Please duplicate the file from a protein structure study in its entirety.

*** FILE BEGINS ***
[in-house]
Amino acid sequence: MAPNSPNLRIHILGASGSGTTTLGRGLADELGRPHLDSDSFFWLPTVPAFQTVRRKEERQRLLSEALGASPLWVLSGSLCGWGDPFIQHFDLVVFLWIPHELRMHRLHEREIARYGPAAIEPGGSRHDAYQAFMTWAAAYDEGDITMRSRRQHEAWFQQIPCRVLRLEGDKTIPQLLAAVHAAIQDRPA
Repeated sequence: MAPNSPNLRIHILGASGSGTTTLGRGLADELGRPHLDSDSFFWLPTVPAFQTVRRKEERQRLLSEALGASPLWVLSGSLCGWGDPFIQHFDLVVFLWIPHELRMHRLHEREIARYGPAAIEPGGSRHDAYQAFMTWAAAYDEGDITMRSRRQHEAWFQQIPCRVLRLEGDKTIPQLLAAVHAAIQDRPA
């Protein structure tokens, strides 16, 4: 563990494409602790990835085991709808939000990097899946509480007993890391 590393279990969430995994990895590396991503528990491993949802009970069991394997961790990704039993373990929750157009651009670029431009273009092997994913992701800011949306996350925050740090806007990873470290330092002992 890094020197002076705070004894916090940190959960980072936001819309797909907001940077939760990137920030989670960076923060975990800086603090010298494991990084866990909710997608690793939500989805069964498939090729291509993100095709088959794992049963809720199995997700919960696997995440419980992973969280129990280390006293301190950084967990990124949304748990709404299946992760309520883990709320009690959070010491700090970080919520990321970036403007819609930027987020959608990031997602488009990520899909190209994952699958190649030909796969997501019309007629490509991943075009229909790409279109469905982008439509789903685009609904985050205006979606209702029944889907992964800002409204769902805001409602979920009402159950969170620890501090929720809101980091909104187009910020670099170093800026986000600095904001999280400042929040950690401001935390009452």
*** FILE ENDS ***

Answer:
[in-house]
Amino acid sequence: MAPNSPNLRIHILGASGSGTTTLGRGLADELGRPHLDSDSFFWLPTVPAFQTVRRKEERQRLLSEALGASPLWVLSGSLCGWGDPFIQHFDLVVFLWIPHELRMHRLHEREIARYGPAAIEPGGSRHDAYQAFMTWAAAYDEGDITMRSRRQHEAWFQQIPCRVLRLEGDKTIPQLLAAVHAAIQDRPA
Repeated sequence: MAPNSPNLRIHILGASGSGTTTLGRGLADELGRPHLDSDSFFWLPTVPAFQTVRRKEERQRLLSEALGASPLWVLSGSLCGWGDPFIQHFDLVVFLWIPHELRMHRLHEREIARYGPAAIEPGGSRHDAYQAFMTWAAAYDEGDITMRSRRQHEAWFQQIPCRVLRLEGDKTIPQLLAAVHAAIQDRPA
């Protein structure tokens, strides 16, 4: 563990494409602790990835085991709808939000990097899946509480007993890391 590393279990969430995994990895590396991503528990491993949802009970069991394997961790990704039993373990929750157009651009670029431009273009092997994913992701800011949306996350925050740090806007990873470290330092002992 890094020197002076705070004894916090940190959960980072936001819309797909907001940077939760990137920030989670960076923060975990800086603090010298494991990084866990909710997608690793939500989805069964498939090729291509993100095709088959794992049963809720199995997700919960696997995440419980992973969280129990280390006293301190950084967990990124949304748990709404299946992760309520883990709320009690959070010491700090970080919520990321970036403007819609930027987020959608990031997602488009990520899909190209994952699958190649030909796969997501019309007629490509991943075009229909790409279109469905982008439509789903685009609904985050205006979606209702029944889907992964800002409204769902805001409602979920009402159950969170620890501090929720809101980091909104187009910020670099170093800026986000600095904001999280400042929040950690401001935390009452």